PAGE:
Over the past two years Evan Gattis leads all catchers in home runs. His 32 is four better than the next behind him, former teammate Brian McCann. On top of Gattis leading in home runs, he has fewer plate appearances than any catcher that has even 18 homers. The Braves have been careful with Gattis after he received knee surgery in the offseason and has battled some wrist and sickness issues, so he has seen his plate appearances limited even more than the average catcher so far. Even so, Gattis has provided excess value both in real life and fantasy. To take a quick look at it, Gattis has now played in 147 games with 537 plate appearances and has 32 home runs and 89 RBI, albeit with a .245 average and .294 on base percentage
Now the question is, what should we expect from Gattis going forward in long term leagues?
Gattis is a very particular case because he’s already 27-years-old. With the MLB draft coming up this week, it’s worth noting that good things can come late in the draft, as Gattis and his checkered past got him drafted in the 23rd round back in 2010. His more advanced age makes him a bit less appealing in dynasty leagues, as the second year player certainly doesn’t have a second year player’s age attached with him. Even so, he is one of the top catchers to own in these formats due to him being right in the heart of his peak. Here is an excerpt from Dave Cameron’s piece last fall about catcher aging curves.
“As we can see, peak offensive levels are from 25 to 28, as is pretty commonly accepted, and then there’s a gradual decline as a player gets beyond those years. But notice the trend of the blue line (catchers) compared to all position players (the red line); they move basically in lock-step from 27 to 32, after which point catchers actually age better than the norms for non-catchers.”
One big positive with Gattis is that his defense has been better than expected. It is difficult to judge from numbers as he only has about one full year’s worth of actual playing time at catcher, but he is actually much better defensively than I anticipated. This should give him the ability to A) stick behind the plate for a considerable amount of time and B) fend off defensive wizard and top prospect Christian Bethancourt. Make no mistake, while defense is not a category in almost any fantasy leagues, playing quality enough defense to ensure playing time at a premium position is extremely important. While the Braves have toyed around with using him at first base and left field in the past, that was only to get his bat in the lineup along side McCann, not because they believed his defense was sub-par.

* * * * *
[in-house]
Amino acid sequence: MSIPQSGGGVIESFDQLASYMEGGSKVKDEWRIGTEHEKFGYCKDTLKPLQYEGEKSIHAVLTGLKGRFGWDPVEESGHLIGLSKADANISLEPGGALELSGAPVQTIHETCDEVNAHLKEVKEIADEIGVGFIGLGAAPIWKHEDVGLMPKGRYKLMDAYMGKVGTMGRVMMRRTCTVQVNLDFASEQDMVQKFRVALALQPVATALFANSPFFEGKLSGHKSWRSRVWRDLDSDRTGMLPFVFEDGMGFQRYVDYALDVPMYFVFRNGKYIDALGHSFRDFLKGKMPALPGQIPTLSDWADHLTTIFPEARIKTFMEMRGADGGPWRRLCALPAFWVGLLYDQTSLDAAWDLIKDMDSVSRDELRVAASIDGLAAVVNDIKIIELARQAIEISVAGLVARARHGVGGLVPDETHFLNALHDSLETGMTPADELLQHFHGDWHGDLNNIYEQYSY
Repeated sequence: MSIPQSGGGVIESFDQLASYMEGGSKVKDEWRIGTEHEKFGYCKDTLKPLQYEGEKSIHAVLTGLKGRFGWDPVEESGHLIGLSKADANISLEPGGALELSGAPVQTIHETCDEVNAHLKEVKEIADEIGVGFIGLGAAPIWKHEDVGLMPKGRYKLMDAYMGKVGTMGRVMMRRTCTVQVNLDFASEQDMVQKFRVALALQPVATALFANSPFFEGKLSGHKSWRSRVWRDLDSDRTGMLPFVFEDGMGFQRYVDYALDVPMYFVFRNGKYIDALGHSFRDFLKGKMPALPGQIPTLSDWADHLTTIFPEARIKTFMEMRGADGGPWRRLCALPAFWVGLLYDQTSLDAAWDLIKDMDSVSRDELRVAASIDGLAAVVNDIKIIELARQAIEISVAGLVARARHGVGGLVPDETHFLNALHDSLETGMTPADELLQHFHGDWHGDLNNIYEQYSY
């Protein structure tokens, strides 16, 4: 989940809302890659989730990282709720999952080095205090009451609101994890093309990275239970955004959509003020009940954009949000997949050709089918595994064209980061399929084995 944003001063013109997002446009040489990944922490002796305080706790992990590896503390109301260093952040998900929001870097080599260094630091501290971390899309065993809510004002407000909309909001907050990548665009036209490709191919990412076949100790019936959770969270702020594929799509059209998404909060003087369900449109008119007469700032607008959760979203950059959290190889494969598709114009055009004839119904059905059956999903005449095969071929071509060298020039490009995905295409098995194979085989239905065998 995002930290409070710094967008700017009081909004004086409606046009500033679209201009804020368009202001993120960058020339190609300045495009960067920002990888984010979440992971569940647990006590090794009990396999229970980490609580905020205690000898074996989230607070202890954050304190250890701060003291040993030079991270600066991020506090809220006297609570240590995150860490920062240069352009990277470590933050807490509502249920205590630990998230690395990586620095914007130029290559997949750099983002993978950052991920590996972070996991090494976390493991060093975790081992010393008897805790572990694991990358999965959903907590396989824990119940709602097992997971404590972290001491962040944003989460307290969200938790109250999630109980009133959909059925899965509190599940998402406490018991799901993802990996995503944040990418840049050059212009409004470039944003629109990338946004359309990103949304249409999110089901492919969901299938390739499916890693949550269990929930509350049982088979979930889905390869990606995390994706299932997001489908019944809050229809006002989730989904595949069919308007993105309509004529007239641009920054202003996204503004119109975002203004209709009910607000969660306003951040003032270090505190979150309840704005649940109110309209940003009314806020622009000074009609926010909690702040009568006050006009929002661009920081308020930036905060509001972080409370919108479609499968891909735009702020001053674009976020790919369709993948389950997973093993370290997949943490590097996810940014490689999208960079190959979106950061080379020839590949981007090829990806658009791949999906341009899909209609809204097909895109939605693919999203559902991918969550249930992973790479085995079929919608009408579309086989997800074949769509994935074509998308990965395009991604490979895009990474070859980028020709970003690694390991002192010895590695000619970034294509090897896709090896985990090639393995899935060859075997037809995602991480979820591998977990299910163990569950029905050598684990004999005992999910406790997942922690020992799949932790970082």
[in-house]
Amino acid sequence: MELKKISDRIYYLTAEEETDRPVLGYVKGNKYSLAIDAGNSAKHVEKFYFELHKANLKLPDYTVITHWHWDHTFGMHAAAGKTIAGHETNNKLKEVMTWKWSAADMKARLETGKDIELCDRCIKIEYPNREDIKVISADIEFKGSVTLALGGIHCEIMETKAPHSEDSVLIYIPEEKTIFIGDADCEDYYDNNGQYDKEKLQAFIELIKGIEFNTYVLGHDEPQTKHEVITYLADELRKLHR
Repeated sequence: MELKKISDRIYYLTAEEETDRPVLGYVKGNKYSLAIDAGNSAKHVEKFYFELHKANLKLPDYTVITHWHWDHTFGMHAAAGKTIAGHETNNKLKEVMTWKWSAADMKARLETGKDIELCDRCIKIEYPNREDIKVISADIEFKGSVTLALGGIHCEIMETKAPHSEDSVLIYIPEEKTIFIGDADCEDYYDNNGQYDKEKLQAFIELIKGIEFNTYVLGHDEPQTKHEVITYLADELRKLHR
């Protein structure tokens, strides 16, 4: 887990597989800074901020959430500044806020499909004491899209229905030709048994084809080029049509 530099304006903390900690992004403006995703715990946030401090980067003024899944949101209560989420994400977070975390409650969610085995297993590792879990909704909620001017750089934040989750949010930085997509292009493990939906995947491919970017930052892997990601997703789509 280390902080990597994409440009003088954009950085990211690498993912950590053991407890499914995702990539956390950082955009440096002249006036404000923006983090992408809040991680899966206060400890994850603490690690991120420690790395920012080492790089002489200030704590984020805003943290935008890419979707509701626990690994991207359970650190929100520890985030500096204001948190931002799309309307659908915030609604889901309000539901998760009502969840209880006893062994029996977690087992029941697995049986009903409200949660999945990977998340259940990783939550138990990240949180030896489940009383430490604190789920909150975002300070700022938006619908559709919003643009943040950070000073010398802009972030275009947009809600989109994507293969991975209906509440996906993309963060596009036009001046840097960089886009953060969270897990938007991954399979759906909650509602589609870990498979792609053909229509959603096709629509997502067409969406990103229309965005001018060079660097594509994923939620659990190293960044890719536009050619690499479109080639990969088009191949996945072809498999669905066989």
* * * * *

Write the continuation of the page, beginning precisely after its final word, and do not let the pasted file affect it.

Seeing the general improvements across the board in his first full year as the starter is promising for both the expectations for Gattis this year and in the long term. His average, walk rate, and ISO are all up, and while he will likely always hit for a low BABIP, if his average hovers around the .250 mark he provides a lot more value than I expected before the year. I play in only OBP leagues, and while he is not as attractive in such leagues as those that only look at average, he has seemed significantly more patient since the midway point in April. He got the year off without walking in any of his first 10 games, but has since walked 10 times in his past 32. Those are arbitrary endpoints, but as a follower of the team his approach has been cleaner since the early goings in the season.
I tried to make a trade with fellow RotoGraphs writer Chad Young in a dynasty league we are in and I am regretting not offering a bit more for Gattis. I think it is fair to say that our general perception of what Gattis is has only improved over the first two months of the season, and his value in long term leagues has increased. That does not mean he is unattainable, so if you have a need for power and can upgrade your catcher position, Gattis is a guy worth targeting.
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